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Grayson Murray, a 2-time PGA Tour winner, dies by suicide

Grayson Murray holds the trophy after winning the Sony Open golf event, on Jan. 14, 2024, at Waialae Country Club in Honolulu. The 30-year-old died on Saturday, according to PGA Tour officials.
Matt York
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AP
Grayson Murray holds the trophy after winning the Sony Open golf event, on Jan. 14, 2024, at Waialae Country Club in Honolulu. The 30-year-old died on Saturday, according to PGA Tour officials.

Updated May 26, 2024 at 14:36 PM ET

If you or someone you know may be considering suicide or is in crisis, call or text 9-8-8 to reach the Suicide & Crisis Lifeline.

Grayson Murray, a 30-year-old professional golfer and two-time PGA Tour winner, died on Saturday.

He died by suicide, his family said.

"We have spent the last 24 hours trying to come to terms with the fact that our son is gone," his parents Eric and Terry Murray said in a statement on Sunday shared by the PGA Tour. "It’s a nightmare."

Murray had spoken publicly about his struggles with depression and unhealthy alcohol use and how those issues fueled some of his lowest points in his professional career.

"Life wasn’t always easy for Grayson, and although he took his own life, we know he rests peacefully now," his parents said in the statement.

His death came a day after he withdrew from the Charles Schwab Challenge, citing an unspecified illness. Playing in Fort Worth, Texas, on Friday he was 5 over par when he pulled out during the second round of the tournament with two holes remaining.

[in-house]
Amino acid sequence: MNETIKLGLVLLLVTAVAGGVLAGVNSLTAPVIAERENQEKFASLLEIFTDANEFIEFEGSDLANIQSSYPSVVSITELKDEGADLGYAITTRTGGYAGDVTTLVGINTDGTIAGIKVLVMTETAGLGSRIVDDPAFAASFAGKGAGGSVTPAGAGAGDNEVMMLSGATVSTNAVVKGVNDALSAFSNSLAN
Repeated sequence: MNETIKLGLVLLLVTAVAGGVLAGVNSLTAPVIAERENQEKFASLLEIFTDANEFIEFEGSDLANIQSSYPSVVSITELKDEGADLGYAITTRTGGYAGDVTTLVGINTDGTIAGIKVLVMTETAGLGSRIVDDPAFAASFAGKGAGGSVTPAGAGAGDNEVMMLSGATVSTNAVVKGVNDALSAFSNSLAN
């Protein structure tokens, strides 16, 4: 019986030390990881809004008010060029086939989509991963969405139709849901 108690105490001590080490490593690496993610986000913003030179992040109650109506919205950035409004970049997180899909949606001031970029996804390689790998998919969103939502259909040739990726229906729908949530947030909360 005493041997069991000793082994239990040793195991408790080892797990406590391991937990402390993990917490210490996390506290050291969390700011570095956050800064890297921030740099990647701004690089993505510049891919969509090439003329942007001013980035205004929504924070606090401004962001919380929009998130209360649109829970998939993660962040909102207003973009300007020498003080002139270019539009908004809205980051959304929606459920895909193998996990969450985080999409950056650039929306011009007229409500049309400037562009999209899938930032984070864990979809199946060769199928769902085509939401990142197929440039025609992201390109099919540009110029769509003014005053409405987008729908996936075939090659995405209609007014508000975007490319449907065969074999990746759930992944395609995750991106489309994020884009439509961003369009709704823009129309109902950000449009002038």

The PGA Tour announced his death in a statement on Saturday: "We were devastated to learn — and are heartbroken to share — that PGA TOUR player Grayson Murray passed away this morning. I am at a loss for words,” PGA Tour Commissioner Jay Monahan said in the statement. “The PGA TOUR is a family, and when you lose a member of your family, you are never the same. We mourn Grayson and pray for comfort for his loved ones. “

At age 23, the Raleigh, N.C., native won his first PGA Tour title with the Barbasol Championship in 2017 — his rookie year. But his game struggled in the seasons that followed, according to the PGA Tour press release.

At the Sony Open, he recalled that first year on the PGA Tour. “I was young and thought I was invincible — wasn’t doing the correct stuff off the course to really give myself the best chance to succeed out here,” he told reporters.

Last year, he found success again on the Korn Ferry Tour, placing fourth and earning back his spot on the PGA Tour.

He appeared to be on a career comeback after winning the Sony Open in Hawaii in January — his first PGA Tour victory in seven years.

At the time, he credited sobriety and his supportive family for helping him feel “more at peace inside the ropes.”

“I’m over eight months sober now. I have a beautiful fiancée that I love so much and who is so supportive of me, and my parents are so supportive of me,” he said. “They’re right there with me when I do have those hard days.”

In addition to his parents, Murray is survived by his brother Cameron and sister Erica.

His parents thanked the golfing community for its support in the wake of their son's death.

They also issued a plea — to "honor Grayson by being kind to one another."

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